Geographic Minerals

Bastnasite: Properties and Occurrence

Bastnasite: Properties and Occurrence

Bastnasite, which is sometimes spelled as bastnaesite, is one of a few rare earth carbonate minerals. Bastnäsite was first described by the Swedish chemist Wilhelm Hisinger in 1838. It is named for the Bastnäs mine near Riddarhyttan, Västmanland, Sweden. It also occurs as very high-quality specimens at the Zagi Mountains, Pakistan.

The mineral bastnäsite or bastnaesite, is one of a family of three carbonate-fluoride minerals, which includes bastnäsite-(Ce) with a formula of (Ce, La)CO3F, bastnäsite-(La) with a formula of (La, Ce)CO3F, and bastnäsite-(Y) with a formula of (Y, Ce)CO3F. Some of the bastnäsites contain OH− instead of F− and receive the name of hydroxyl bastnasite. Most bastnäsite is bastnäsite-(Ce), and cerium is by far the most common of the rare earth in this class of minerals. Bastnäsite and the phosphate mineral monazite are the two largest sources of cerium and other rare-earth elements.

General Information

  • Category: Carbonate mineral
  • Formula: (REE)CO3F
  • Crystal system: Hexagonal
  • Crystal class: Ditrigonal dipyramidal (6m2).


  • Color: Honey-yellow, reddish brown
  • Crystal habit: Tabular to equant striated crystals, also granular, massive
  • Twinning: Dauphine law, Brazil law, and Japan law
  • Cleavage: Imperfect to indistinct on {1010}, parting on {0001}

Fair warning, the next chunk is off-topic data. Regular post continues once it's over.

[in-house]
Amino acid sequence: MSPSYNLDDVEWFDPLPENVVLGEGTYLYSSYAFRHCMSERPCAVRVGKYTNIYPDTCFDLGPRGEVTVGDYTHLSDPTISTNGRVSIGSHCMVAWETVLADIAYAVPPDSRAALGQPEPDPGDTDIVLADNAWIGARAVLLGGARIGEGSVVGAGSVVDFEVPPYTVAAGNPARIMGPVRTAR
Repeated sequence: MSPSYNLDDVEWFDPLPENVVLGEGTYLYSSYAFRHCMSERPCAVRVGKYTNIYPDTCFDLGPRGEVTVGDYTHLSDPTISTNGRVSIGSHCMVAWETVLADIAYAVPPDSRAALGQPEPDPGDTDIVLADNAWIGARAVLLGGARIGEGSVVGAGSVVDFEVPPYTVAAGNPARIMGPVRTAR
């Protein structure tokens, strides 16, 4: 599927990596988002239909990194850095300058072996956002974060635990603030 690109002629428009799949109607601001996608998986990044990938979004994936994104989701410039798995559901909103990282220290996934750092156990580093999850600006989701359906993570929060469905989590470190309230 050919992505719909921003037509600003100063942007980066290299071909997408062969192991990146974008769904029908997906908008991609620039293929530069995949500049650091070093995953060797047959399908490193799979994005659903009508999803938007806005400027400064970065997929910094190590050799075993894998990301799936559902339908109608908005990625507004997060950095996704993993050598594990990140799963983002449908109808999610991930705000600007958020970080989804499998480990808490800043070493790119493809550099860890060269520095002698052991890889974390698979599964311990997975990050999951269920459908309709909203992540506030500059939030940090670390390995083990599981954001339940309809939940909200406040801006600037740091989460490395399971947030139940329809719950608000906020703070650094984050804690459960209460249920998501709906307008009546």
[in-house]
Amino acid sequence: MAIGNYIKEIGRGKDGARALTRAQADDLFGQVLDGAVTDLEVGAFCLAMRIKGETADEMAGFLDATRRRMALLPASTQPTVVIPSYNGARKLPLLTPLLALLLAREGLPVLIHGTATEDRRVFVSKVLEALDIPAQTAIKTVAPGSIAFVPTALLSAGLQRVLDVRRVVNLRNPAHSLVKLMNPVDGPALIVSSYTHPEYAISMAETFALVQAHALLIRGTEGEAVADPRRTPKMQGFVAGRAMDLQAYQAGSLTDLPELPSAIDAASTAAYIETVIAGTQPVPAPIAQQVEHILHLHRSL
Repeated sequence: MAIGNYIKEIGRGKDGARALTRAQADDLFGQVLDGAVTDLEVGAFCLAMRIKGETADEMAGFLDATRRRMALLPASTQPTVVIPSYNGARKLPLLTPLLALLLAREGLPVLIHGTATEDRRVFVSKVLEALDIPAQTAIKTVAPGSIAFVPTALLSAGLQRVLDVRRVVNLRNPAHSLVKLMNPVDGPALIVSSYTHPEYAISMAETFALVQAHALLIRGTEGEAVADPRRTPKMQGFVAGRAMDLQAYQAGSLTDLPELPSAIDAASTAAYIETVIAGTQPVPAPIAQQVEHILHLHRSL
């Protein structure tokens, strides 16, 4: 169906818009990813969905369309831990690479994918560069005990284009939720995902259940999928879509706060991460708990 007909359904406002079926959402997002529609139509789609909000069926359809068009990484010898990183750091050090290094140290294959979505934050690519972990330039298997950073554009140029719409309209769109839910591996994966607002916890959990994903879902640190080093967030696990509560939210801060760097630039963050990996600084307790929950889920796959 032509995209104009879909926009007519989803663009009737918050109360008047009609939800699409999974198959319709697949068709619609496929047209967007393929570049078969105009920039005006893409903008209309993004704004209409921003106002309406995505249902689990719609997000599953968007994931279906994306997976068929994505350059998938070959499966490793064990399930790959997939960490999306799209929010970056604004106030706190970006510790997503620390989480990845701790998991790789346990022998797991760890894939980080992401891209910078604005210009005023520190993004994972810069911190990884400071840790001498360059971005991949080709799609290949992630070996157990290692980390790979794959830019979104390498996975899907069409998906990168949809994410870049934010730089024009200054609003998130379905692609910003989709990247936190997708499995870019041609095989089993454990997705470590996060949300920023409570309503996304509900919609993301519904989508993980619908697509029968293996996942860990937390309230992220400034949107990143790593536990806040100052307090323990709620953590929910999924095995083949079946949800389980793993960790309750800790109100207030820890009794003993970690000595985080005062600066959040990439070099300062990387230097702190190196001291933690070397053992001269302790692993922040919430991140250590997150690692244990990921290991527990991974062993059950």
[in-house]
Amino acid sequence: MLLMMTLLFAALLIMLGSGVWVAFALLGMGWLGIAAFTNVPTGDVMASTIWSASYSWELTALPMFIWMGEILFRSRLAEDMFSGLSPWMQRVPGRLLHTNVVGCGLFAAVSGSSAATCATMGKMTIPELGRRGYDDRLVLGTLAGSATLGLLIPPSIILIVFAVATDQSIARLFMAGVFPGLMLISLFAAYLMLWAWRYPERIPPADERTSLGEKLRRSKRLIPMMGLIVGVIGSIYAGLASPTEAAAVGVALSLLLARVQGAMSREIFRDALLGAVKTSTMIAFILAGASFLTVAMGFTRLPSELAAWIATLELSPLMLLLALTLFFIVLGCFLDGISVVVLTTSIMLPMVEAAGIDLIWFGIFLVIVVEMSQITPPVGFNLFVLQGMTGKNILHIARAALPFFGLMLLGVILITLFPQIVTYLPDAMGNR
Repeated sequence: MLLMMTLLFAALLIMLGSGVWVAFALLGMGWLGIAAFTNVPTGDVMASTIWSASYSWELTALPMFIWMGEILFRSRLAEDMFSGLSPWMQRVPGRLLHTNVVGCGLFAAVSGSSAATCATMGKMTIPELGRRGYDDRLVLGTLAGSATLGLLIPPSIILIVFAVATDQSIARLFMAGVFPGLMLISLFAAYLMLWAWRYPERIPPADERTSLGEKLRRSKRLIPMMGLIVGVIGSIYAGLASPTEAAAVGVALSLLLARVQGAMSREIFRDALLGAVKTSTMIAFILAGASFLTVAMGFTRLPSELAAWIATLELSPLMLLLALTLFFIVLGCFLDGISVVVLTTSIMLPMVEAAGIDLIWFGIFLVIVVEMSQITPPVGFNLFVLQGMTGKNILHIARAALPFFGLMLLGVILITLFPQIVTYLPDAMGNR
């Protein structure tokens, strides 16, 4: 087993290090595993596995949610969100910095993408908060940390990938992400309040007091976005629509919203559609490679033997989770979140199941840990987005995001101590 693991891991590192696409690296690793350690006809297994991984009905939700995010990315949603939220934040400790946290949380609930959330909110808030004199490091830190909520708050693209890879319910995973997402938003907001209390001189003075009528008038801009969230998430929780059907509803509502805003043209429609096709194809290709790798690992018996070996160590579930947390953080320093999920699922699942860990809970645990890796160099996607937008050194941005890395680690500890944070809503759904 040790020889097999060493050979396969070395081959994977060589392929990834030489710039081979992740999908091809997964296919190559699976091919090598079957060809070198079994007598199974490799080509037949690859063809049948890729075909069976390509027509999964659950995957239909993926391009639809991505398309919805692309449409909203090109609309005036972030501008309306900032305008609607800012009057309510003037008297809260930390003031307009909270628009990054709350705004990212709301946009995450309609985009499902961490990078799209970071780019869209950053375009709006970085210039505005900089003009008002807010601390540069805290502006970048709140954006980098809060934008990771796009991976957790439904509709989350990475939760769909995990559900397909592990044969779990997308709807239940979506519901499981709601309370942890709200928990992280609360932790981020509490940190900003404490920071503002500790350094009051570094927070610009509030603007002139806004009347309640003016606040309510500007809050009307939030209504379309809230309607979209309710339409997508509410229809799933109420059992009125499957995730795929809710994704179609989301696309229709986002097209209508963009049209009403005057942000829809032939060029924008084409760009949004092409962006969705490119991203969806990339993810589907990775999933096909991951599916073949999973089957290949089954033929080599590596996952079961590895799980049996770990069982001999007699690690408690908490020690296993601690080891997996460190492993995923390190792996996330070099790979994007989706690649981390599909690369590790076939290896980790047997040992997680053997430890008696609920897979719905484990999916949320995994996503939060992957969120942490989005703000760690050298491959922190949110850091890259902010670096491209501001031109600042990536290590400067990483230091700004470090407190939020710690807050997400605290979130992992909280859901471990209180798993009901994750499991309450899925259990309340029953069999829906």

• Fracture: Uneven
  • Tenacity: Brittle
  • Mohs scale hardness: 4–5
  • Luster: Vitreous, greasy, pearly on basal partings
  • Streak: White
  • Diaphaneity: Transparent to translucent
  • Specific gravity: 4.95–5.0


Bastnasite gets its name from its type locality, Bastnas Mine, Riddarhyttan, Vastmanland, Sweden. Although a scarce mineral and never in great concentrations, it is widespread and one of the more common rare earth carbonates.

Although a scarce mineral and never in great concentrations, it is one of the more common rare-earth carbonates. Bastnäsite has been found in karst bauxite deposits in Hungary, Greece and the Balkans region. Also found in carbonatites, a rare carbonate igneous intrusive rock, at the Fen Complex, Norway; Bayan Obo, Mongolia; Kangankunde, Malawi; Kizilcaoren, Turkey and the Mountain Pass rare earth mine in California, US. At Mountain Pass, bastnäsite is the leading ore mineral. Some bastnäsite has been found in the unusual granites of the Langesundsfjord area, Norway; Kola Peninsula, Russia; Mont Saint-Hilaire mines, Ontario, and Thor Lake deposits, Northwest Territories, Canada. Hydrothermal sources have also been reported.


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